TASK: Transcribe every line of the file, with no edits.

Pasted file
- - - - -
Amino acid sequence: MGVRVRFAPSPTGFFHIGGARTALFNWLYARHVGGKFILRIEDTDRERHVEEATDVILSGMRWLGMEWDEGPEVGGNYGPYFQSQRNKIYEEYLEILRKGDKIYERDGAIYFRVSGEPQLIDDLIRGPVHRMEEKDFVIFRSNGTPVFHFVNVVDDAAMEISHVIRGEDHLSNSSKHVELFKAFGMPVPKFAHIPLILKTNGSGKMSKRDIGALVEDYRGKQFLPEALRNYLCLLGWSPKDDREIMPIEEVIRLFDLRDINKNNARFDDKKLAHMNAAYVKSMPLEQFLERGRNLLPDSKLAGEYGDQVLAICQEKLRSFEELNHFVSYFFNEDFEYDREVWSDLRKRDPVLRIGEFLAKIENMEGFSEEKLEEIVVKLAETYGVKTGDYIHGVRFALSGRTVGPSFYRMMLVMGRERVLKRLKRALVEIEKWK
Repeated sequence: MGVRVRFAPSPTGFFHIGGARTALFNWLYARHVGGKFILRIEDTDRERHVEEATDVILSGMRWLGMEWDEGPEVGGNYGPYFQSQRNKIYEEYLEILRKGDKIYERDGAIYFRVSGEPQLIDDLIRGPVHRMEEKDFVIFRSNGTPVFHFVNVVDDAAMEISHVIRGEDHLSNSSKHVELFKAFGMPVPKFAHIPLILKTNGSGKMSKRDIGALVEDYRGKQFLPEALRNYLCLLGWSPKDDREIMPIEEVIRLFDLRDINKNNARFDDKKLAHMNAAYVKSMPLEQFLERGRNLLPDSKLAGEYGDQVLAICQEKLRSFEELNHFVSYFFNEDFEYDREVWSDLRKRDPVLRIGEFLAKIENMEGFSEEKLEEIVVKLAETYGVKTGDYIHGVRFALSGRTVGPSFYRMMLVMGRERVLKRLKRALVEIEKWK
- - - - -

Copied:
Amino acid sequence: MGVRVRFAPSPTGFFHIGGARTALFNWLYARHVGGKFILRIEDTDRERHVEEATDVILSGMRWLGMEWDEGPEVGGNYGPYFQSQRNKIYEEYLEILRKGDKIYERDGAIYFRVSGEPQLIDDLIRGPVHRMEEKDFVIFRSNGTPVFHFVNVVDDAAMEISHVIRGEDHLSNSSKHVELFKAFGMPVPKFAHIPLILKTNGSGKMSKRDIGALVEDYRGKQFLPEALRNYLCLLGWSPKDDREIMPIEEVIRLFDLRDINKNNARFDDKKLAHMNAAYVKSMPLEQFLERGRNLLPDSKLAGEYGDQVLAICQEKLRSFEELNHFVSYFFNEDFEYDREVWSDLRKRDPVLRIGEFLAKIENMEGFSEEKLEEIVVKLAETYGVKTGDYIHGVRFALSGRTVGPSFYRMMLVMGRERVLKRLKRALVEIEKWK
Repeated sequence: MGVRVRFAPSPTGFFHIGGARTALFNWLYARHVGGKFILRIEDTDRERHVEEATDVILSGMRWLGMEWDEGPEVGGNYGPYFQSQRNKIYEEYLEILRKGDKIYERDGAIYFRVSGEPQLIDDLIRGPVHRMEEKDFVIFRSNGTPVFHFVNVVDDAAMEISHVIRGEDHLSNSSKHVELFKAFGMPVPKFAHIPLILKTNGSGKMSKRDIGALVEDYRGKQFLPEALRNYLCLLGWSPKDDREIMPIEEVIRLFDLRDINKNNARFDDKKLAHMNAAYVKSMPLEQFLERGRNLLPDSKLAGEYGDQVLAICQEKLRSFEELNHFVSYFFNEDFEYDREVWSDLRKRDPVLRIGEFLAKIENMEGFSEEKLEEIVVKLAETYGVKTGDYIHGVRFALSGRTVGPSFYRMMLVMGRERVLKRLKRALVEIEKWK